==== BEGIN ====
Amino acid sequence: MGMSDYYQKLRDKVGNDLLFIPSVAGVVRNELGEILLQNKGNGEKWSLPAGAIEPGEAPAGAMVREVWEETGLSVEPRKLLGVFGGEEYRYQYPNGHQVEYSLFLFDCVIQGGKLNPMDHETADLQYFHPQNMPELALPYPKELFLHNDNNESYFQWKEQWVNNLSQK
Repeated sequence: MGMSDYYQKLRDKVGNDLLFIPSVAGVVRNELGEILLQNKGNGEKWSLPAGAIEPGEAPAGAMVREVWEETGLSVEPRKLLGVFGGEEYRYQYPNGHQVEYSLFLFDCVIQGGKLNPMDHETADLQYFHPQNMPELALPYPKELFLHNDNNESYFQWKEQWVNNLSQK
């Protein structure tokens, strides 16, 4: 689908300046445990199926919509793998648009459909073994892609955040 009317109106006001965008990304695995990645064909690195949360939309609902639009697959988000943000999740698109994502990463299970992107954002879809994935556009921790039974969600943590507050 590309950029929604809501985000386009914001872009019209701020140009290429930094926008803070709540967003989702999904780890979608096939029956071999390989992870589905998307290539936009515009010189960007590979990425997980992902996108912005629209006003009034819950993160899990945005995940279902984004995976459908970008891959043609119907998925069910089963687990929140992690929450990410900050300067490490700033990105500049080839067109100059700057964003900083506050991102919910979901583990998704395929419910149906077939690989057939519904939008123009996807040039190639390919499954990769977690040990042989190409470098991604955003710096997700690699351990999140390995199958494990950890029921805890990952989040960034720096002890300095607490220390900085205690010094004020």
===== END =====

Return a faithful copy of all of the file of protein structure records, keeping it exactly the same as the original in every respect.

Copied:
Amino acid sequence: MGMSDYYQKLRDKVGNDLLFIPSVAGVVRNELGEILLQNKGNGEKWSLPAGAIEPGEAPAGAMVREVWEETGLSVEPRKLLGVFGGEEYRYQYPNGHQVEYSLFLFDCVIQGGKLNPMDHETADLQYFHPQNMPELALPYPKELFLHNDNNESYFQWKEQWVNNLSQK
Repeated sequence: MGMSDYYQKLRDKVGNDLLFIPSVAGVVRNELGEILLQNKGNGEKWSLPAGAIEPGEAPAGAMVREVWEETGLSVEPRKLLGVFGGEEYRYQYPNGHQVEYSLFLFDCVIQGGKLNPMDHETADLQYFHPQNMPELALPYPKELFLHNDNNESYFQWKEQWVNNLSQK
């Protein structure tokens, strides 16, 4: 689908300046445990199926919509793998648009459909073994892609955040 009317109106006001965008990304695995990645064909690195949360939309609902639009697959988000943000999740698109994502990463299970992107954002879809994935556009921790039974969600943590507050 590309950029929604809501985000386009914001872009019209701020140009290429930094926008803070709540967003989702999904780890979608096939029956071999390989992870589905998307290539936009515009010189960007590979990425997980992902996108912005629209006003009034819950993160899990945005995940279902984004995976459908970008891959043609119907998925069910089963687990929140992690929450990410900050300067490490700033990105500049080839067109100059700057964003900083506050991102919910979901583990998704395929419910149906077939690989057939519904939008123009996807040039190639390919499954990769977690040990042989190409470098991604955003710096997700690699351990999140390995199958494990950890029921805890990952989040960034720096002890300095607490220390900085205690010094004020």